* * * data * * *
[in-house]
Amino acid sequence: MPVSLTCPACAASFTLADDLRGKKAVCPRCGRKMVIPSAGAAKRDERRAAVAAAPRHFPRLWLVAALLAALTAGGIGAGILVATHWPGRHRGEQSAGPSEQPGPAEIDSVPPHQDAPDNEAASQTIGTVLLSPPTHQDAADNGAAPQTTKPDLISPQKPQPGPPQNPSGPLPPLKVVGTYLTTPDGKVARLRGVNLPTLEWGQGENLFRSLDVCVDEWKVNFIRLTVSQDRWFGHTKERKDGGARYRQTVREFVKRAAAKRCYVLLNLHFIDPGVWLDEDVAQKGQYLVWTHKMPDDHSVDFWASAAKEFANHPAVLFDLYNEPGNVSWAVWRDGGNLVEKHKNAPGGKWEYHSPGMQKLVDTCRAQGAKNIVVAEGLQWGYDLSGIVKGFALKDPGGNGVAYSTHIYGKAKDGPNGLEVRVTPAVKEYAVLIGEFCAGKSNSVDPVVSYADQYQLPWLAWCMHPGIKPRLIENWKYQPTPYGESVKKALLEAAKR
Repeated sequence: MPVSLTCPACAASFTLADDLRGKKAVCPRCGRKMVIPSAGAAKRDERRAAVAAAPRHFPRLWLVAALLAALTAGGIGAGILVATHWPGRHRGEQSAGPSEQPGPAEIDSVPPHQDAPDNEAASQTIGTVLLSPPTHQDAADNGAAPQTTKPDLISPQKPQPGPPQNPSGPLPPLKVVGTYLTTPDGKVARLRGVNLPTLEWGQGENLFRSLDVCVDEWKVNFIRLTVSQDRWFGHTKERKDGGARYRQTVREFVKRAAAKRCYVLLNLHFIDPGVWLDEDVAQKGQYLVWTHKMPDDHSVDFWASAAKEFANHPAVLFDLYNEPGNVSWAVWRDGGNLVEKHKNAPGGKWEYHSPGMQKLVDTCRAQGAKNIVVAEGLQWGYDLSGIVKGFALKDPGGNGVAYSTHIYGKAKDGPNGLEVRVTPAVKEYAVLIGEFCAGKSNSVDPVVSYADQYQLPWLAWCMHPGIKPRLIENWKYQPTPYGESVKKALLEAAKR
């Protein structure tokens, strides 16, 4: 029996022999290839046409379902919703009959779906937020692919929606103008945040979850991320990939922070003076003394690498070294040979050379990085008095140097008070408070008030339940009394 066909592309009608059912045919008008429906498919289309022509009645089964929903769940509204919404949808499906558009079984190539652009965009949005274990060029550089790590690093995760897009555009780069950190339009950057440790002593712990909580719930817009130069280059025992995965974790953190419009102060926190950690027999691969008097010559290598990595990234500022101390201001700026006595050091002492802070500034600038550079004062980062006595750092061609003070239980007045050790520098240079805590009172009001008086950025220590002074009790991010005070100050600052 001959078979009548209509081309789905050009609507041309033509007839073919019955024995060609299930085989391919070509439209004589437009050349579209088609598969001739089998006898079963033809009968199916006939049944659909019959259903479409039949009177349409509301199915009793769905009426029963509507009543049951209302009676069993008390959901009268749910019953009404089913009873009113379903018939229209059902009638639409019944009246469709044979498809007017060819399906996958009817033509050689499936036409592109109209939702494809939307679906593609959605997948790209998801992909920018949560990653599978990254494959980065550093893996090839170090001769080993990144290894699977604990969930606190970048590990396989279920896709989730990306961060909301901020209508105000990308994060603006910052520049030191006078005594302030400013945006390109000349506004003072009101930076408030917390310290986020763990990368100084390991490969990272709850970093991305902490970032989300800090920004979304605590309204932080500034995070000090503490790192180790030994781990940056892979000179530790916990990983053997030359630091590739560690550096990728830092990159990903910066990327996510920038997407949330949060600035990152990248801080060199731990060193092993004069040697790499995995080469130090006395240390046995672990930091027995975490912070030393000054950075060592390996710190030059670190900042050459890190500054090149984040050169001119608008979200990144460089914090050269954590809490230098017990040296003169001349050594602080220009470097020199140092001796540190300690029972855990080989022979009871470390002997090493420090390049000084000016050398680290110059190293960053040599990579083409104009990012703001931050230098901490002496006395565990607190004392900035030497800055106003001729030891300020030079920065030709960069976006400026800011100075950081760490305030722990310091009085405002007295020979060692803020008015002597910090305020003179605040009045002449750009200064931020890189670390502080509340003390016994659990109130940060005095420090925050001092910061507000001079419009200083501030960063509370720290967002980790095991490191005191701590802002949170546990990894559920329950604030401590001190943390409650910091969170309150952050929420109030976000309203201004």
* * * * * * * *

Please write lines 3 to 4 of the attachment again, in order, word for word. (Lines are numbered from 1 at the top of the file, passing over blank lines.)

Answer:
Repeated sequence: MPVSLTCPACAASFTLADDLRGKKAVCPRCGRKMVIPSAGAAKRDERRAAVAAAPRHFPRLWLVAALLAALTAGGIGAGILVATHWPGRHRGEQSAGPSEQPGPAEIDSVPPHQDAPDNEAASQTIGTVLLSPPTHQDAADNGAAPQTTKPDLISPQKPQPGPPQNPSGPLPPLKVVGTYLTTPDGKVARLRGVNLPTLEWGQGENLFRSLDVCVDEWKVNFIRLTVSQDRWFGHTKERKDGGARYRQTVREFVKRAAAKRCYVLLNLHFIDPGVWLDEDVAQKGQYLVWTHKMPDDHSVDFWASAAKEFANHPAVLFDLYNEPGNVSWAVWRDGGNLVEKHKNAPGGKWEYHSPGMQKLVDTCRAQGAKNIVVAEGLQWGYDLSGIVKGFALKDPGGNGVAYSTHIYGKAKDGPNGLEVRVTPAVKEYAVLIGEFCAGKSNSVDPVVSYADQYQLPWLAWCMHPGIKPRLIENWKYQPTPYGESVKKALLEAAKR
């Protein structure tokens, strides 16, 4: 029996022999290839046409379902919703009959779906937020692919929606103008945040979850991320990939922070003076003394690498070294040979050379990085008095140097008070408070008030339940009394 066909592309009608059912045919008008429906498919289309022509009645089964929903769940509204919404949808499906558009079984190539652009965009949005274990060029550089790590690093995760897009555009780069950190339009950057440790002593712990909580719930817009130069280059025992995965974790953190419009102060926190950690027999691969008097010559290598990595990234500022101390201001700026006595050091002492802070500034600038550079004062980062006595750092061609003070239980007045050790520098240079805590009172009001008086950025220590002074009790991010005070100050600052 001959078979009548209509081309789905050009609507041309033509007839073919019955024995060609299930085989391919070509439209004589437009050349579209088609598969001739089998006898079963033809009968199916006939049944659909019959259903479409039949009177349409509301199915009793769905009426029963509507009543049951209302009676069993008390959901009268749910019953009404089913009873009113379903018939229209059902009638639409019944009246469709044979498809007017060819399906996958009817033509050689499936036409592109109209939702494809939307679906593609959605997948790209998801992909920018949560990653599978990254494959980065550093893996090839170090001769080993990144290894699977604990969930606190970048590990396989279920896709989730990306961060909301901020209508105000990308994060603006910052520049030191006078005594302030400013945006390109000349506004003072009101930076408030917390310290986020763990990368100084390991490969990272709850970093991305902490970032989300800090920004979304605590309204932080500034995070000090503490790192180790030994781990940056892979000179530790916990990983053997030359630091590739560690550096990728830092990159990903910066990327996510920038997407949330949060600035990152990248801080060199731990060193092993004069040697790499995995080469130090006395240390046995672990930091027995975490912070030393000054950075060592390996710190030059670190900042050459890190500054090149984040050169001119608008979200990144460089914090050269954590809490230098017990040296003169001349050594602080220009470097020199140092001796540190300690029972855990080989022979009871470390002997090493420090390049000084000016050398680290110059190293960053040599990579083409104009990012703001931050230098901490002496006395565990607190004392900035030497800055106003001729030891300020030079920065030709960069976006400026800011100075950081760490305030722990310091009085405002007295020979060692803020008015002597910090305020003179605040009045002449750009200064931020890189670390502080509340003390016994659990109130940060005095420090925050001092910061507000001079419009200083501030960063509370720290967002980790095991490191005191701590802002949170546990990894559920329950604030401590001190943390409650910091969170309150952050929420109030976000309203201004």